The agricultural sector in Turkey has the second highest number of work-related accidents in the country, surpassed only by construction. The work requires long hours and physical stamina. The sector is troubled by problems ranging from low wages, poor living conditions and health care, dangerous commutes, and education and social issues. But because agricultural production is generally small scale and involves family workers, the sector falls outside labor regulation and policy.
Because hazelnut production in Turkey takes place mostly in family-owned small- scale orchards, traditional labor-intensive techniques remain in place and labor relations are informal. Especially during the harvest, laborers work long hours without social security benefits under severe conditions like extreme heat, on steep and slippery terrain, usually seven days a week.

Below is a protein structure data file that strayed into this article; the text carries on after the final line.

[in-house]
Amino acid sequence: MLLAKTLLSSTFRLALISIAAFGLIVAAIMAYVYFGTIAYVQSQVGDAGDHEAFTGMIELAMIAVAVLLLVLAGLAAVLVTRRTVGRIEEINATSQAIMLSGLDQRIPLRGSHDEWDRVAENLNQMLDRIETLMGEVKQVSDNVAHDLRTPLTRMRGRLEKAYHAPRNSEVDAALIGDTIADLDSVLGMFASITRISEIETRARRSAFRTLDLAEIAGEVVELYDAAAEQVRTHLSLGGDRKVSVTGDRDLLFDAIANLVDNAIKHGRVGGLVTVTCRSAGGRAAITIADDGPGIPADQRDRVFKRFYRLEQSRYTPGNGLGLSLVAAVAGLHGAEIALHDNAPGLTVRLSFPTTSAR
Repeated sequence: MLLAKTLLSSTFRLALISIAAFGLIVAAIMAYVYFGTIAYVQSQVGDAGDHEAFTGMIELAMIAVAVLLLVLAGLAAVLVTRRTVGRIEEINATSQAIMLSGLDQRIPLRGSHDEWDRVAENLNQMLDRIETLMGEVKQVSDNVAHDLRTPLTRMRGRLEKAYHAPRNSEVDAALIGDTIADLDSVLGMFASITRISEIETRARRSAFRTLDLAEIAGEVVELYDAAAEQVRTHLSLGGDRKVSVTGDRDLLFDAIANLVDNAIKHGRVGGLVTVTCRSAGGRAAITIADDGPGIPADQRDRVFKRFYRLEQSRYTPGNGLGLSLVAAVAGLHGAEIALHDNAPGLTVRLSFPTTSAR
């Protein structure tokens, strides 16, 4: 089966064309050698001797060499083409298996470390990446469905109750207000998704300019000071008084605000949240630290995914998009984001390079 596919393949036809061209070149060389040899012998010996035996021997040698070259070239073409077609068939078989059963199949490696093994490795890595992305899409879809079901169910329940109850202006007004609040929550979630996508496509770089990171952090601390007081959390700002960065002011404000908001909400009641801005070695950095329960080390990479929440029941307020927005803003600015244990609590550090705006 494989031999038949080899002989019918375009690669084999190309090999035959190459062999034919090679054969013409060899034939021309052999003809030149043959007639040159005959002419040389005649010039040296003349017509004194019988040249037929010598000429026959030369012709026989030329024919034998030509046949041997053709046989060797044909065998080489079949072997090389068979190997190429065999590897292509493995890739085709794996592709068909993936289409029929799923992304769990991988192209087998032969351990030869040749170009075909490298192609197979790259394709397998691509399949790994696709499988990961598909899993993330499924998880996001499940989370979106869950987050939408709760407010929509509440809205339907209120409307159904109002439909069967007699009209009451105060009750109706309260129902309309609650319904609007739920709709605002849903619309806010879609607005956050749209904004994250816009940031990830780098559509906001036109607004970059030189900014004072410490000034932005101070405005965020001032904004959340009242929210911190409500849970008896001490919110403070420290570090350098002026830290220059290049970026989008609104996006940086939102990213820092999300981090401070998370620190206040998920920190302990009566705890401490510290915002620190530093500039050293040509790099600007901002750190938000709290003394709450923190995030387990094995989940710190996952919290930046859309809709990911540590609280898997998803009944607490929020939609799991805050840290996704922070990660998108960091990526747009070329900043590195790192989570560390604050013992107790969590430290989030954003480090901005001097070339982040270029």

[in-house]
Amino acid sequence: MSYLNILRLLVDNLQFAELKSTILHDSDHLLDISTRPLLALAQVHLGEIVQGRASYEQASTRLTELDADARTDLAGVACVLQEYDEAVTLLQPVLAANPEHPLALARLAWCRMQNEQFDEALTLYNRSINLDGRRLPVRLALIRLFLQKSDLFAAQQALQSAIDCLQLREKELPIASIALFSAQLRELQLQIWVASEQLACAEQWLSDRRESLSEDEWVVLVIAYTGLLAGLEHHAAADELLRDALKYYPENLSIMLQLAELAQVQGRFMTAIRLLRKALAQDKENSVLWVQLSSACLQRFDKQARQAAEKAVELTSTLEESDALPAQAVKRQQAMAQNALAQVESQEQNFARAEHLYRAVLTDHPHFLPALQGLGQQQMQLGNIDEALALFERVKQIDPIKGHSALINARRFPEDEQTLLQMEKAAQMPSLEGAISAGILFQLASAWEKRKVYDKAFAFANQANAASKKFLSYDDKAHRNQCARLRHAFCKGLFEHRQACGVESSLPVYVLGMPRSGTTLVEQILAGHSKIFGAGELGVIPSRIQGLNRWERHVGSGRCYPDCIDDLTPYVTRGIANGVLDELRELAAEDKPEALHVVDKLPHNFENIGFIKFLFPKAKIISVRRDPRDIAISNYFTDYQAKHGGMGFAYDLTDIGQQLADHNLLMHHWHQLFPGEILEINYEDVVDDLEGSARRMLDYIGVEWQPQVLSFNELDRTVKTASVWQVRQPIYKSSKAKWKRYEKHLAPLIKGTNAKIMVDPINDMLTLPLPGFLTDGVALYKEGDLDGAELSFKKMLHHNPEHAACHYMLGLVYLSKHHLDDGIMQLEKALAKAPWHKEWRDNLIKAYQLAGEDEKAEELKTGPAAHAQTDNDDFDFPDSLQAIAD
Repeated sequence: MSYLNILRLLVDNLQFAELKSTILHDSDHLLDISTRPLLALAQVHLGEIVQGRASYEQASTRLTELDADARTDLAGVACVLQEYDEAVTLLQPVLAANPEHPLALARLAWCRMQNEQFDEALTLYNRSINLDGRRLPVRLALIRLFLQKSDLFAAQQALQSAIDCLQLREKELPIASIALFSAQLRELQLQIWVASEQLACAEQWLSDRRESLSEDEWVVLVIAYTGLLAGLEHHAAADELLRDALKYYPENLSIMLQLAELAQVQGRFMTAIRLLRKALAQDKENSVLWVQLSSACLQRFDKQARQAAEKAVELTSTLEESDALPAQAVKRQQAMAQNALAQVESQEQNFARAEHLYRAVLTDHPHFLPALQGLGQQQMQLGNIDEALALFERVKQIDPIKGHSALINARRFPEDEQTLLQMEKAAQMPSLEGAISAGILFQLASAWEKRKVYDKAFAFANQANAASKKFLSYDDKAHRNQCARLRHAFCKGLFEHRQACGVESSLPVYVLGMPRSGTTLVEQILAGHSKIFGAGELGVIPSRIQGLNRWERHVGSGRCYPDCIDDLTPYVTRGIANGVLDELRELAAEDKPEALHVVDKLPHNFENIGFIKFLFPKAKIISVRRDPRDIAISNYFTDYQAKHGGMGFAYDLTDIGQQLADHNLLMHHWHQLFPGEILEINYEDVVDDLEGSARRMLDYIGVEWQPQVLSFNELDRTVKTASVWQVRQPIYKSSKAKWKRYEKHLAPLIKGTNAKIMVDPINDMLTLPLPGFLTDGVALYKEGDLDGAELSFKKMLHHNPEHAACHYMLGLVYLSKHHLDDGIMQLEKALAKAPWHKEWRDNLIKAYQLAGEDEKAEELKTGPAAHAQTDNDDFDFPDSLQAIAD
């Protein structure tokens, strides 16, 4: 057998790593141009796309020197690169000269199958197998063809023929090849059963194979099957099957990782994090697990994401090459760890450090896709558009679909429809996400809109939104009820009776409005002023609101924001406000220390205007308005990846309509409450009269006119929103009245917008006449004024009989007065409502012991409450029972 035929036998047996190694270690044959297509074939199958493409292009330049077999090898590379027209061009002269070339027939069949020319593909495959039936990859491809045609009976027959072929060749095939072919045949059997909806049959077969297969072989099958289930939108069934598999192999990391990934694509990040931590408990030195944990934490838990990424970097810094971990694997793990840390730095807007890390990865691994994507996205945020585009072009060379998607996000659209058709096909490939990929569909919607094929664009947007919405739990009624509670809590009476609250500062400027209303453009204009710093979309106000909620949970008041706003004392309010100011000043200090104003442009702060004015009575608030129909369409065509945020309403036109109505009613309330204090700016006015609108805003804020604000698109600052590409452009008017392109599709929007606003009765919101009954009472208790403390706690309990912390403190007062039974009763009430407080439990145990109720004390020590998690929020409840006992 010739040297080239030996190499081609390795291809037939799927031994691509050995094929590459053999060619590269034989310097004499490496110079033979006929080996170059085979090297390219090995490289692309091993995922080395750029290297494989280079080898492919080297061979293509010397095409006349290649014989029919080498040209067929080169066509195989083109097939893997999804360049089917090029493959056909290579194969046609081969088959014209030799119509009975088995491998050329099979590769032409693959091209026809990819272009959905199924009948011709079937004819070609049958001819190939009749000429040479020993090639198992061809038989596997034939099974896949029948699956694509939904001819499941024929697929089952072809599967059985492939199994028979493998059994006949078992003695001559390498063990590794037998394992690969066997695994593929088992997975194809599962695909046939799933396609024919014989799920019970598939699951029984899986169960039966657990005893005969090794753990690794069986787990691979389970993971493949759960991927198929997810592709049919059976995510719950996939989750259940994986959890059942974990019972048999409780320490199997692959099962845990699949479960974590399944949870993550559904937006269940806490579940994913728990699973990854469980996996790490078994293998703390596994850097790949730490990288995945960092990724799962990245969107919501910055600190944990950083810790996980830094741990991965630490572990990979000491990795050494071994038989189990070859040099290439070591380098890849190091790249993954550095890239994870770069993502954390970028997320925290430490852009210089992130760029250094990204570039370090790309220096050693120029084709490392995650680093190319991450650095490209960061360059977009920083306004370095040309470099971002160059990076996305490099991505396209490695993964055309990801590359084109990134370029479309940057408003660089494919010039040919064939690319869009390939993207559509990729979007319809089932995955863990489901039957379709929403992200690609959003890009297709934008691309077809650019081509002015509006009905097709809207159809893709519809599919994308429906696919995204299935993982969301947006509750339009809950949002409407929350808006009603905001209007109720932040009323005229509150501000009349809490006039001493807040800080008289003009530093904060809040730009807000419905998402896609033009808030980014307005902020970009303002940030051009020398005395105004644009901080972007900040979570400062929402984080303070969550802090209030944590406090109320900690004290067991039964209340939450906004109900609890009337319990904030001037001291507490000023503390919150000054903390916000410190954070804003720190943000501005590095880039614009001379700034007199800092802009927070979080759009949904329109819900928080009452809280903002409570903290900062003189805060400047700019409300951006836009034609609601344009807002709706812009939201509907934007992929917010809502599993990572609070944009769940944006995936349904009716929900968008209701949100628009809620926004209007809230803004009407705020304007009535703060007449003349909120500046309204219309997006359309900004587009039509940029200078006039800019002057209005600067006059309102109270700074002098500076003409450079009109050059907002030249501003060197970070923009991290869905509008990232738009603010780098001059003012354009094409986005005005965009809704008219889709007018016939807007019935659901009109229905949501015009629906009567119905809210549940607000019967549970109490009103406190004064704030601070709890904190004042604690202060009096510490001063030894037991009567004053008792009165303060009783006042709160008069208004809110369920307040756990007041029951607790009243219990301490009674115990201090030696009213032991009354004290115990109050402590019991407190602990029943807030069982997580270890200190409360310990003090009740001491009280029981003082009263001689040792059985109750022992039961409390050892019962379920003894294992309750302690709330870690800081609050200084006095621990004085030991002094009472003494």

To prepare this report on occupational health, safety, and risks, researchers conducted in-person interviews with producers, workers, and experts to identify all tasks and labor groups involved in hazelnut production. Researchers identified eight primary categories of hazards based on classifications used by the U.S. Department of Labor Occupational Safety and Health Administration (OSHA):
- biological hazards (plants, animals, and humans);
- physical hazards (sunlight, heat and cold);
- chemical hazards (pesticides and fertilizer);
- ergonomic hazards (repetitive movement and exhaustion);
- accidents and injuries;
- work environment hazards;
- habitation environment hazards; and
- psychosocial hazards.
The report below elaborates on each of the categories and explains the effects of these hazards on high-risk groups such as children, young workers, and pregnant women.